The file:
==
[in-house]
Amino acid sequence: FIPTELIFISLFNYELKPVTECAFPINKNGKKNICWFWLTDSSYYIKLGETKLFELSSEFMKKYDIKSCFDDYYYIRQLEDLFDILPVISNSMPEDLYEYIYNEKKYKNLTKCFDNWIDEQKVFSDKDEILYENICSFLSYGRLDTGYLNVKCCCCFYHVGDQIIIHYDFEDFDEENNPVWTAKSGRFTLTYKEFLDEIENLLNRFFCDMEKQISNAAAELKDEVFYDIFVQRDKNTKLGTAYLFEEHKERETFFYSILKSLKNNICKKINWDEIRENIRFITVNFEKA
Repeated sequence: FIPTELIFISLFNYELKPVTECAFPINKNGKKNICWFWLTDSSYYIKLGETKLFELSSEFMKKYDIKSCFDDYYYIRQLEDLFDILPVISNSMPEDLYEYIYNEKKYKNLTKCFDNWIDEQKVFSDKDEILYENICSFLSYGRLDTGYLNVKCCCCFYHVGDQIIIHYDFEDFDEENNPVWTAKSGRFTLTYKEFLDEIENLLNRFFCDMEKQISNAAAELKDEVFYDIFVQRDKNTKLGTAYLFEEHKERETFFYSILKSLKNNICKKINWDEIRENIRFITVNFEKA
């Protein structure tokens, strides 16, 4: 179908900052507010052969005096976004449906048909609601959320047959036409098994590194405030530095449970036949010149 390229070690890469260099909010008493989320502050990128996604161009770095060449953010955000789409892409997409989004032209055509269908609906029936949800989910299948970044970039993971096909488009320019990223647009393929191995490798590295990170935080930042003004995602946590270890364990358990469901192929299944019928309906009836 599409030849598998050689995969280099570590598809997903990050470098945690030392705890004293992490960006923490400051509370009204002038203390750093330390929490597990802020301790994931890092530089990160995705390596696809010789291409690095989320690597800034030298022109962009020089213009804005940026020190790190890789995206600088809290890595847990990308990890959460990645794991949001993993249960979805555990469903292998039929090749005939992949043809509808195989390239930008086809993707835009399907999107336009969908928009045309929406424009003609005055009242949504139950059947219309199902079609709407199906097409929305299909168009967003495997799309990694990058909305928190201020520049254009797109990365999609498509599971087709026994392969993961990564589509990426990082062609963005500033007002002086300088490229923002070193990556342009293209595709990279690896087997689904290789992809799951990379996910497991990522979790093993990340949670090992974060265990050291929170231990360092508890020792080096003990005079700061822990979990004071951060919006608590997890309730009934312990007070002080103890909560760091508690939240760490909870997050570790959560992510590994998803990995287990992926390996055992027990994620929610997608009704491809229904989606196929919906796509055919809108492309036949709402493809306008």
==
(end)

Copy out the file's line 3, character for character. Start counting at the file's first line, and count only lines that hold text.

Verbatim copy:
Repeated sequence: FIPTELIFISLFNYELKPVTECAFPINKNGKKNICWFWLTDSSYYIKLGETKLFELSSEFMKKYDIKSCFDDYYYIRQLEDLFDILPVISNSMPEDLYEYIYNEKKYKNLTKCFDNWIDEQKVFSDKDEILYENICSFLSYGRLDTGYLNVKCCCCFYHVGDQIIIHYDFEDFDEENNPVWTAKSGRFTLTYKEFLDEIENLLNRFFCDMEKQISNAAAELKDEVFYDIFVQRDKNTKLGTAYLFEEHKERETFFYSILKSLKNNICKKINWDEIRENIRFITVNFEKA